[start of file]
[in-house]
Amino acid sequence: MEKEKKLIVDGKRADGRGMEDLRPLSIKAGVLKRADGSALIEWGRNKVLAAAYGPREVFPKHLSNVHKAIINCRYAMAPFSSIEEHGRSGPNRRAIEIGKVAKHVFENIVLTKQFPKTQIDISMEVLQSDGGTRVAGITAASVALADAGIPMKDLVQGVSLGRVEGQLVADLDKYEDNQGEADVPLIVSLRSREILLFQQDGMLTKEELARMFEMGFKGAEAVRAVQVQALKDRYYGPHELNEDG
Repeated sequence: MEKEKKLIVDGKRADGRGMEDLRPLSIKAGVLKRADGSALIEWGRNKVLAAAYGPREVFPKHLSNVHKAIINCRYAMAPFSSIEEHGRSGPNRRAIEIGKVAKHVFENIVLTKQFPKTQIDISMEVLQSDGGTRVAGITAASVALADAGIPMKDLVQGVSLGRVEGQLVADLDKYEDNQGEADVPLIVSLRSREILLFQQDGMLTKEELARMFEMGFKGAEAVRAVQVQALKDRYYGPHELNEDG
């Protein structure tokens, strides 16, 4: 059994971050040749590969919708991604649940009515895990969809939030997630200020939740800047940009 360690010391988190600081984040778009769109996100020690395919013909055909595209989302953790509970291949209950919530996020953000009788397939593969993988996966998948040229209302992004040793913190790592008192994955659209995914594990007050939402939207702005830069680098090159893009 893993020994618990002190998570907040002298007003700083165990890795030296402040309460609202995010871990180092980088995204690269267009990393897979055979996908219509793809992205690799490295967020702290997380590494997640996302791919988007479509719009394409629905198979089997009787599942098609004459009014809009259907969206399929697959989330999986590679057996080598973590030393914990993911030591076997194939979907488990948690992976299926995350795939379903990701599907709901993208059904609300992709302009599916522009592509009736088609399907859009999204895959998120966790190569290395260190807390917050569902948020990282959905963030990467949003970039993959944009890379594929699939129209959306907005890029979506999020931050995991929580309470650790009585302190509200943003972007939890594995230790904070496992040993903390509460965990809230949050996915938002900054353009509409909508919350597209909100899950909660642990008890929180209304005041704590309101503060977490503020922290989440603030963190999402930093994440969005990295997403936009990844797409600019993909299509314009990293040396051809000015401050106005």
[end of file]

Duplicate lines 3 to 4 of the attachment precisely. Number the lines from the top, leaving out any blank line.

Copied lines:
Repeated sequence: MEKEKKLIVDGKRADGRGMEDLRPLSIKAGVLKRADGSALIEWGRNKVLAAAYGPREVFPKHLSNVHKAIINCRYAMAPFSSIEEHGRSGPNRRAIEIGKVAKHVFENIVLTKQFPKTQIDISMEVLQSDGGTRVAGITAASVALADAGIPMKDLVQGVSLGRVEGQLVADLDKYEDNQGEADVPLIVSLRSREILLFQQDGMLTKEELARMFEMGFKGAEAVRAVQVQALKDRYYGPHELNEDG
């Protein structure tokens, strides 16, 4: 059994971050040749590969919708991604649940009515895990969809939030997630200020939740800047940009 360690010391988190600081984040778009769109996100020690395919013909055909595209989302953790509970291949209950919530996020953000009788397939593969993988996966998948040229209302992004040793913190790592008192994955659209995914594990007050939402939207702005830069680098090159893009 893993020994618990002190998570907040002298007003700083165990890795030296402040309460609202995010871990180092980088995204690269267009990393897979055979996908219509793809992205690799490295967020702290997380590494997640996302791919988007479509719009394409629905198979089997009787599942098609004459009014809009259907969206399929697959989330999986590679057996080598973590030393914990993911030591076997194939979907488990948690992976299926995350795939379903990701599907709901993208059904609300992709302009599916522009592509009736088609399907859009999204895959998120966790190569290395260190807390917050569902948020990282959905963030990467949003970039993959944009890379594929699939129209959306907005890029979506999020931050995991929580309470650790009585302190509200943003972007939890594995230790904070496992040993903390509460965990809230949050996915938002900054353009509409909508919350597209909100899950909660642990008890929180209304005041704590309101503060977490503020922290989440603030963190999402930093994440969005990295997403936009990844797409600019993909299509314009990293040396051809000015401050106005």